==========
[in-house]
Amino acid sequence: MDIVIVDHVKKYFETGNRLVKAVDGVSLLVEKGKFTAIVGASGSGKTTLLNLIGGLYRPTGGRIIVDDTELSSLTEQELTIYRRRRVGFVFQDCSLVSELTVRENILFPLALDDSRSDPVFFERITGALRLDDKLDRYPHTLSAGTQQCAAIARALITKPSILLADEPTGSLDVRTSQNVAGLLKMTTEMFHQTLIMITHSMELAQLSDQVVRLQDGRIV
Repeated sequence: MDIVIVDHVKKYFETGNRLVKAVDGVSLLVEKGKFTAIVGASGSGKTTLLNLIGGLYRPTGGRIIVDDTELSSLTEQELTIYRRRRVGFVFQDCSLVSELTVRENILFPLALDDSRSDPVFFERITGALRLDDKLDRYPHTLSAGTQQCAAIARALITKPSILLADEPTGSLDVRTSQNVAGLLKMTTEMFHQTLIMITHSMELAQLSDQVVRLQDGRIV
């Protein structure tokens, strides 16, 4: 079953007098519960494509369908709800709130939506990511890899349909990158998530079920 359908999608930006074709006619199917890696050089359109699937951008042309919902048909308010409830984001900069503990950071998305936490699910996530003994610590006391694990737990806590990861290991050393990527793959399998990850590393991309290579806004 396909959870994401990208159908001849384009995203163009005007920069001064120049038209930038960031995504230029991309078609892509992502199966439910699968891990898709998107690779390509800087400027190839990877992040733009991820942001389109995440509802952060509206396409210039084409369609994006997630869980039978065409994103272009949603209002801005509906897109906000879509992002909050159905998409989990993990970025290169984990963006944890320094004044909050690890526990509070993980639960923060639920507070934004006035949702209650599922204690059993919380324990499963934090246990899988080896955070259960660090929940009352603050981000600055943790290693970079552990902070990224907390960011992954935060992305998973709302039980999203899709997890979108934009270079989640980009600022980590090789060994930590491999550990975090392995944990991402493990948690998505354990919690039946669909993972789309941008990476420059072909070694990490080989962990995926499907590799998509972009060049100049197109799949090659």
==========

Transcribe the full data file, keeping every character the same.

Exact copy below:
[in-house]
Amino acid sequence: MDIVIVDHVKKYFETGNRLVKAVDGVSLLVEKGKFTAIVGASGSGKTTLLNLIGGLYRPTGGRIIVDDTELSSLTEQELTIYRRRRVGFVFQDCSLVSELTVRENILFPLALDDSRSDPVFFERITGALRLDDKLDRYPHTLSAGTQQCAAIARALITKPSILLADEPTGSLDVRTSQNVAGLLKMTTEMFHQTLIMITHSMELAQLSDQVVRLQDGRIV
Repeated sequence: MDIVIVDHVKKYFETGNRLVKAVDGVSLLVEKGKFTAIVGASGSGKTTLLNLIGGLYRPTGGRIIVDDTELSSLTEQELTIYRRRRVGFVFQDCSLVSELTVRENILFPLALDDSRSDPVFFERITGALRLDDKLDRYPHTLSAGTQQCAAIARALITKPSILLADEPTGSLDVRTSQNVAGLLKMTTEMFHQTLIMITHSMELAQLSDQVVRLQDGRIV
């Protein structure tokens, strides 16, 4: 079953007098519960494509369908709800709130939506990511890899349909990158998530079920 359908999608930006074709006619199917890696050089359109699937951008042309919902048909308010409830984001900069503990950071998305936490699910996530003994610590006391694990737990806590990861290991050393990527793959399998990850590393991309290579806004 396909959870994401990208159908001849384009995203163009005007920069001064120049038209930038960031995504230029991309078609892509992502199966439910699968891990898709998107690779390509800087400027190839990877992040733009991820942001389109995440509802952060509206396409210039084409369609994006997630869980039978065409994103272009949603209002801005509906897109906000879509992002909050159905998409989990993990970025290169984990963006944890320094004044909050690890526990509070993980639960923060639920507070934004006035949702209650599922204690059993919380324990499963934090246990899988080896955070259960660090929940009352603050981000600055943790290693970079552990902070990224907390960011992954935060992305998973709302039980999203899709997890979108934009270079989640980009600022980590090789060994930590491999550990975090392995944990991402493990948690998505354990919690039946669909993972789309941008990476420059072909070694990490080989962990995926499907590799998509972009060049100049197109799949090659």